Croácia flag Croácia: Contexto político-econômico

Contexto econômico da Croácia

Economic Indicators

For the latest updates on the key economic responses from governments to address the economic impact of the COVID-19 pandemic, please consult the IMF's policy tracking platform Policy Responses to COVID-19.

After becoming the 28th member state of the EU on July 1, 2013, the Croatian economy was only able to return to growth in 2015: since 2008, the country had experienced six consecutive years of economic recession, with the GDP falling by 12% (EU data). The economy was severely hit by the crisis linked to the covid-19 pandemic; however, it managed to recover and return to its pre-crisis level in 2021. GDP growth continued in 2022 (+5.9% as per the IMF estimates) thanks to a strong first half of the year on the back of domestic demand, but contracted in the third quarter (-0.4%) due to lower investment and government consumption in a context of tighter financing conditions, supply chain bottlenecks and soaring inflation. In 2023, real GDP is forecast to grow by 3.5% (IMF, 1.2%  according to the EU commission) supported by the accession of Croatia to the euro (which was adopted on 1 January) and Schengen areas, although geopolitical tensions and a weaker global environment are set to weigh on external demand. For 2024, the IMF projects growth at 3% with household consumption as the most important contributor.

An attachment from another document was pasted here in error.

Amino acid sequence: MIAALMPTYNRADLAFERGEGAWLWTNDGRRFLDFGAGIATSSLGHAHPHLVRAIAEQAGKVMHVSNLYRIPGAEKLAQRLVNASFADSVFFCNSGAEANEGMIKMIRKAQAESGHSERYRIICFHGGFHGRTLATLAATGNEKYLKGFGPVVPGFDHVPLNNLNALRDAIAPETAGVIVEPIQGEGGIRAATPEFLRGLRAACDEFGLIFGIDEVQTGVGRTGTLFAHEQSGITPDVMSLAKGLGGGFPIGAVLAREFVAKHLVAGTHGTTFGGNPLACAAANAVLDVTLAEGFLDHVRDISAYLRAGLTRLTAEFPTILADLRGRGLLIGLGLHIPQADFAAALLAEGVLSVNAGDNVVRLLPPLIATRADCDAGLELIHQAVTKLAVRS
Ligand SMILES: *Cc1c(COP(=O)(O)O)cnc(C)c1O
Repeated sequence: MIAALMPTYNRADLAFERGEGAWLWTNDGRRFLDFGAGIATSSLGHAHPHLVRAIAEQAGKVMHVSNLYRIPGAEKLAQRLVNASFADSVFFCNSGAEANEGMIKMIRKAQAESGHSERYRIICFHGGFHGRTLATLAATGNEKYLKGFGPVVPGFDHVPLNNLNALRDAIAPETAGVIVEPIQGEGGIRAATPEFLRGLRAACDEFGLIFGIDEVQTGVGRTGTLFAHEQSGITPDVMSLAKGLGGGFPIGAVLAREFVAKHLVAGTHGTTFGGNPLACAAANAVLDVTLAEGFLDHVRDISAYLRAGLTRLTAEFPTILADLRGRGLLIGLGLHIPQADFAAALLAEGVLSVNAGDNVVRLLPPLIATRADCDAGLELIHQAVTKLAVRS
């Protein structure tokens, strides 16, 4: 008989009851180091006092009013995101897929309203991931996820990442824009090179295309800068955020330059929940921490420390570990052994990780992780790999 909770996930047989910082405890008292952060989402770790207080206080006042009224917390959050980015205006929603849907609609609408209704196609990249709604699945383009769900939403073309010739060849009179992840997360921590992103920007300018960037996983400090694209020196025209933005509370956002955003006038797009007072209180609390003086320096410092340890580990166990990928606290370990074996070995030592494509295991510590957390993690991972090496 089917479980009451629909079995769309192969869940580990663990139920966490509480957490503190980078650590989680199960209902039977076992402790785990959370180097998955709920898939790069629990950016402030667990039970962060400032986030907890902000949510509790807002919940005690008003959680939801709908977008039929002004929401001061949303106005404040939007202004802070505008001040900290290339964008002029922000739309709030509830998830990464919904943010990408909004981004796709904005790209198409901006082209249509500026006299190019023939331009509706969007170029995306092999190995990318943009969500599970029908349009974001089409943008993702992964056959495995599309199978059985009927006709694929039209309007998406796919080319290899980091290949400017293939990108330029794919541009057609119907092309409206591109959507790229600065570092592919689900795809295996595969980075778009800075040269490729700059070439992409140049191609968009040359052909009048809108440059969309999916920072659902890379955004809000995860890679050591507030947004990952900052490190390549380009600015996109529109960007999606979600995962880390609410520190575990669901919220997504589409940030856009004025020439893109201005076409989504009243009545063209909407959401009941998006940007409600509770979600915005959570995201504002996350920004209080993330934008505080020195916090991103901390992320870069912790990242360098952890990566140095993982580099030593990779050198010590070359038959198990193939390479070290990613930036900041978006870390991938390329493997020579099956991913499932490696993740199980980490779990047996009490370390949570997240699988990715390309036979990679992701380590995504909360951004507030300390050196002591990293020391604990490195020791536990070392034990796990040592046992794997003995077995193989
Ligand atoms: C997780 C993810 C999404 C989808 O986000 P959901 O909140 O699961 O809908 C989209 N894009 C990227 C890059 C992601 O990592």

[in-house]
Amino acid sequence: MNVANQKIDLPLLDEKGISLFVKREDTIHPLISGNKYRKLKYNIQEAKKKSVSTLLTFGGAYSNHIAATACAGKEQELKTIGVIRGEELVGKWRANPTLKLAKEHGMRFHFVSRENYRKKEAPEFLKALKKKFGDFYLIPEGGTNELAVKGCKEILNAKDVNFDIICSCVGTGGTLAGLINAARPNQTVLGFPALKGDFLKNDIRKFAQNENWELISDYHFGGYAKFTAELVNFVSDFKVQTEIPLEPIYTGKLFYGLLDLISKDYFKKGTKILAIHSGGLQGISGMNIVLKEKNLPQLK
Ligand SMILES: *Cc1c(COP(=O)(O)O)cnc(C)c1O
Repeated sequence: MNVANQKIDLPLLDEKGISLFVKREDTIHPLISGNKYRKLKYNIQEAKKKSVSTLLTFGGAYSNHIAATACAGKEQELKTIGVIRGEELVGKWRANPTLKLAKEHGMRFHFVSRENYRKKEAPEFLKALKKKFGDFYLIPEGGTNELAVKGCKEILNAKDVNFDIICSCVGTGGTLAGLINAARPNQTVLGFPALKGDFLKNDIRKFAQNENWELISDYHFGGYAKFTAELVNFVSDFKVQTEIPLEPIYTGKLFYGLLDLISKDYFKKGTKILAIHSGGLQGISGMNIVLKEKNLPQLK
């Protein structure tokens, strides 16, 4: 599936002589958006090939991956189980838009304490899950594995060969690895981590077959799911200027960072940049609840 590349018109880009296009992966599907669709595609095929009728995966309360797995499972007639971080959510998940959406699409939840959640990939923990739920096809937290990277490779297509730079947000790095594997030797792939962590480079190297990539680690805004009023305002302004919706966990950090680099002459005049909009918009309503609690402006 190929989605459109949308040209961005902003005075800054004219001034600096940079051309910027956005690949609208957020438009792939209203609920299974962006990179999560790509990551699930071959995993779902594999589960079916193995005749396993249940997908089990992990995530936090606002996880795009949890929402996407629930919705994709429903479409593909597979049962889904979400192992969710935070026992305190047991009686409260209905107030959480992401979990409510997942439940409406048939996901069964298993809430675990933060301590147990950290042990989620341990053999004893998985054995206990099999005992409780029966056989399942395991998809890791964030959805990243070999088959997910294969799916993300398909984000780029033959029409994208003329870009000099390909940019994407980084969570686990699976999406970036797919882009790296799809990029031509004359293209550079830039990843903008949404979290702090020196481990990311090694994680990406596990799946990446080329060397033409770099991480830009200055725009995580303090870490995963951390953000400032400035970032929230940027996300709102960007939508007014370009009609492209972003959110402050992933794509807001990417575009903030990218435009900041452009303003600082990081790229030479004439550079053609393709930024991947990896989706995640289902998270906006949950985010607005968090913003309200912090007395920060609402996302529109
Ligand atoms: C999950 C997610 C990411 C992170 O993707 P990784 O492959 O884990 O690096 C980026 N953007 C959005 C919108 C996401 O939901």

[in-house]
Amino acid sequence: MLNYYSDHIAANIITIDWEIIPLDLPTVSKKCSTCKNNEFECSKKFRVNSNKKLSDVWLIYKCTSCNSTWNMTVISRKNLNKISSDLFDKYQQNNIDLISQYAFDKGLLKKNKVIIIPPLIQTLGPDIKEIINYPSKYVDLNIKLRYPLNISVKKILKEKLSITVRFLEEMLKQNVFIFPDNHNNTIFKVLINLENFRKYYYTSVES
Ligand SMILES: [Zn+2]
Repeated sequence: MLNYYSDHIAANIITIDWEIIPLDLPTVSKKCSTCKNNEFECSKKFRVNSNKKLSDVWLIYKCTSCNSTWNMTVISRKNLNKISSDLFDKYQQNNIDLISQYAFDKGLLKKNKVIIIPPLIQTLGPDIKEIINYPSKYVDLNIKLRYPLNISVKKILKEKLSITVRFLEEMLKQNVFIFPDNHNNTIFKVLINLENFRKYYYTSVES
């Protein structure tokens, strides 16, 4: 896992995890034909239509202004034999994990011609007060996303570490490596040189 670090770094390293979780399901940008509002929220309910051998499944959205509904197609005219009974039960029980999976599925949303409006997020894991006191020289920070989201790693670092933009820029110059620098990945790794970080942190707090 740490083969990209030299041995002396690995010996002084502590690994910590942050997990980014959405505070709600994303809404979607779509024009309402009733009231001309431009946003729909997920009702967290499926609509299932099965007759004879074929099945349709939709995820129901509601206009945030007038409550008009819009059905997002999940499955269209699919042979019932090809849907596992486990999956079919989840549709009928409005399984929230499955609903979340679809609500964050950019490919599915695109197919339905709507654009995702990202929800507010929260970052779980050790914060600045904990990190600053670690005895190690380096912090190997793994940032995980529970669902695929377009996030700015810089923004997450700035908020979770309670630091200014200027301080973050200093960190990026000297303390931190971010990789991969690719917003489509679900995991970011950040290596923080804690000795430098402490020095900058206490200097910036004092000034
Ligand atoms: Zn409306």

Croatia's public debt stood at 72.6% of GDP in 2022, returning around its pre-COVID level, with the ratio expected to decrease further this year (68.6%) and in 2024 (65.9%). In 2022, the general government deficit was estimated at 3.4% of GDP as despite the phasing out of support measures the government adopted several packages to fight inflation and the rise in energy prices. The 2023 budget draft envisages a general government budget deficit equivalent to 2.3% of GDP. The aforementioned rise in global energy and food prices contributed to a spike in inflation, which reached 9.8% in 2022, above the euro area average (8.4%). In 2023, base effects and a steeper decline in energy and food prices than previously expected are set to lower inflation to 5.5% and 3.9% in 2024.